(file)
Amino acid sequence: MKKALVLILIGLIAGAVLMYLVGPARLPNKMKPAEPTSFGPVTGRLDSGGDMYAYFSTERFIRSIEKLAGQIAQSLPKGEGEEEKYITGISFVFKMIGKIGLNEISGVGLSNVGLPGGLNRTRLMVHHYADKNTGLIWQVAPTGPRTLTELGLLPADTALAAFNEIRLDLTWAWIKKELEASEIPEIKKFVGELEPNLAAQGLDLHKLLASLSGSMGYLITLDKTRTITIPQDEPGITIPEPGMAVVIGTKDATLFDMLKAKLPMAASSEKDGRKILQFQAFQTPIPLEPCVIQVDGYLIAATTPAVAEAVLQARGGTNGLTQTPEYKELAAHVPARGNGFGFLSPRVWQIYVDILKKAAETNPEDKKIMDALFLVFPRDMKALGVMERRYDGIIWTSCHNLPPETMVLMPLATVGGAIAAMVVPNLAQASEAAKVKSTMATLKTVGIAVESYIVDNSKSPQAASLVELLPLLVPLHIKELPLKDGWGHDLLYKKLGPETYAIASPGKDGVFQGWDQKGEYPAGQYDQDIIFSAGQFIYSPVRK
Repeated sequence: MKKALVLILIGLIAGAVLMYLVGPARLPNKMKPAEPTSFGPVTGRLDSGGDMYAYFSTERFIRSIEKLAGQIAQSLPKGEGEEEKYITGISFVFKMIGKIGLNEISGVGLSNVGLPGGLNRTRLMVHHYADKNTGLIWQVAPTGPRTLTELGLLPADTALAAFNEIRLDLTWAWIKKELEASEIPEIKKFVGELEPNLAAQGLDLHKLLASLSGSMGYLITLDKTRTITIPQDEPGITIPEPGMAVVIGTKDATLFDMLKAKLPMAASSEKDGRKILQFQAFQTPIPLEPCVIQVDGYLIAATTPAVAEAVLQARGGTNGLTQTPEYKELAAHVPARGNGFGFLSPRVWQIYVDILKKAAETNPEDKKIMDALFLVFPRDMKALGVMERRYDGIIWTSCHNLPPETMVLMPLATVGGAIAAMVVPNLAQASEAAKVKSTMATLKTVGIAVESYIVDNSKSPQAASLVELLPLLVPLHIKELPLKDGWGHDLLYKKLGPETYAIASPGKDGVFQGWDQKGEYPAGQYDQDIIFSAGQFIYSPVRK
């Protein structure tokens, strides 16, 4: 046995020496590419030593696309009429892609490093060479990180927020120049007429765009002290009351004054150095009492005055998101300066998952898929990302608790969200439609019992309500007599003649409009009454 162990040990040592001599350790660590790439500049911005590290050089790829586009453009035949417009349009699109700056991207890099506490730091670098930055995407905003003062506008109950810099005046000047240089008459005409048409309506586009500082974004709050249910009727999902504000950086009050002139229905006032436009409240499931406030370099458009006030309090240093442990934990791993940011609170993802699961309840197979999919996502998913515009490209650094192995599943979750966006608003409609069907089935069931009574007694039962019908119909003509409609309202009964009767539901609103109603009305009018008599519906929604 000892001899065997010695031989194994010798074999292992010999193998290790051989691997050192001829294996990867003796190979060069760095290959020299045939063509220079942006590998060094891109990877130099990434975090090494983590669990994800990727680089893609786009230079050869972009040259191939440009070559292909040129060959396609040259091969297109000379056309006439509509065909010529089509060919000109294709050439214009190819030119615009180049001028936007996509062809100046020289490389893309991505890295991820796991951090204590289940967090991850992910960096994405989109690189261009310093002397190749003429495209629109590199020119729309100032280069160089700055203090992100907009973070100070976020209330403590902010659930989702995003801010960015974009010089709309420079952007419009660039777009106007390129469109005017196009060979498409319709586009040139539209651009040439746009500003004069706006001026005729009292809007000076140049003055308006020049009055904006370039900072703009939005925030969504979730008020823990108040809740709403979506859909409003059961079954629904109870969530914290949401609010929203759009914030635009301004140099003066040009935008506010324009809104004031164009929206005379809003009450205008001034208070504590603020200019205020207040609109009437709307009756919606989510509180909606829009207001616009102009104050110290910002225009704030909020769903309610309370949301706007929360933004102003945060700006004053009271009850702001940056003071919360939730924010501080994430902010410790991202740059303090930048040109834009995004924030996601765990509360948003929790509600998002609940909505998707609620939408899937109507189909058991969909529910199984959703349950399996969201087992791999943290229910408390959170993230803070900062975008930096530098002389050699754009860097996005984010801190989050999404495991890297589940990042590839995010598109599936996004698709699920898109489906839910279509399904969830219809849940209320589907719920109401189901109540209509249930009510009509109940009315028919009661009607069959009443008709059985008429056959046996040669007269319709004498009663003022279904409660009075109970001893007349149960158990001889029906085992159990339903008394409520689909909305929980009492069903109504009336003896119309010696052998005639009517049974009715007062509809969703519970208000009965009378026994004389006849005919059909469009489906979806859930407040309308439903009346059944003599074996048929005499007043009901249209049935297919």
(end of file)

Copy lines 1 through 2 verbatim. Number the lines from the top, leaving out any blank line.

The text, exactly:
Amino acid sequence: MKKALVLILIGLIAGAVLMYLVGPARLPNKMKPAEPTSFGPVTGRLDSGGDMYAYFSTERFIRSIEKLAGQIAQSLPKGEGEEEKYITGISFVFKMIGKIGLNEISGVGLSNVGLPGGLNRTRLMVHHYADKNTGLIWQVAPTGPRTLTELGLLPADTALAAFNEIRLDLTWAWIKKELEASEIPEIKKFVGELEPNLAAQGLDLHKLLASLSGSMGYLITLDKTRTITIPQDEPGITIPEPGMAVVIGTKDATLFDMLKAKLPMAASSEKDGRKILQFQAFQTPIPLEPCVIQVDGYLIAATTPAVAEAVLQARGGTNGLTQTPEYKELAAHVPARGNGFGFLSPRVWQIYVDILKKAAETNPEDKKIMDALFLVFPRDMKALGVMERRYDGIIWTSCHNLPPETMVLMPLATVGGAIAAMVVPNLAQASEAAKVKSTMATLKTVGIAVESYIVDNSKSPQAASLVELLPLLVPLHIKELPLKDGWGHDLLYKKLGPETYAIASPGKDGVFQGWDQKGEYPAGQYDQDIIFSAGQFIYSPVRK
Repeated sequence: MKKALVLILIGLIAGAVLMYLVGPARLPNKMKPAEPTSFGPVTGRLDSGGDMYAYFSTERFIRSIEKLAGQIAQSLPKGEGEEEKYITGISFVFKMIGKIGLNEISGVGLSNVGLPGGLNRTRLMVHHYADKNTGLIWQVAPTGPRTLTELGLLPADTALAAFNEIRLDLTWAWIKKELEASEIPEIKKFVGELEPNLAAQGLDLHKLLASLSGSMGYLITLDKTRTITIPQDEPGITIPEPGMAVVIGTKDATLFDMLKAKLPMAASSEKDGRKILQFQAFQTPIPLEPCVIQVDGYLIAATTPAVAEAVLQARGGTNGLTQTPEYKELAAHVPARGNGFGFLSPRVWQIYVDILKKAAETNPEDKKIMDALFLVFPRDMKALGVMERRYDGIIWTSCHNLPPETMVLMPLATVGGAIAAMVVPNLAQASEAAKVKSTMATLKTVGIAVESYIVDNSKSPQAASLVELLPLLVPLHIKELPLKDGWGHDLLYKKLGPETYAIASPGKDGVFQGWDQKGEYPAGQYDQDIIFSAGQFIYSPVRK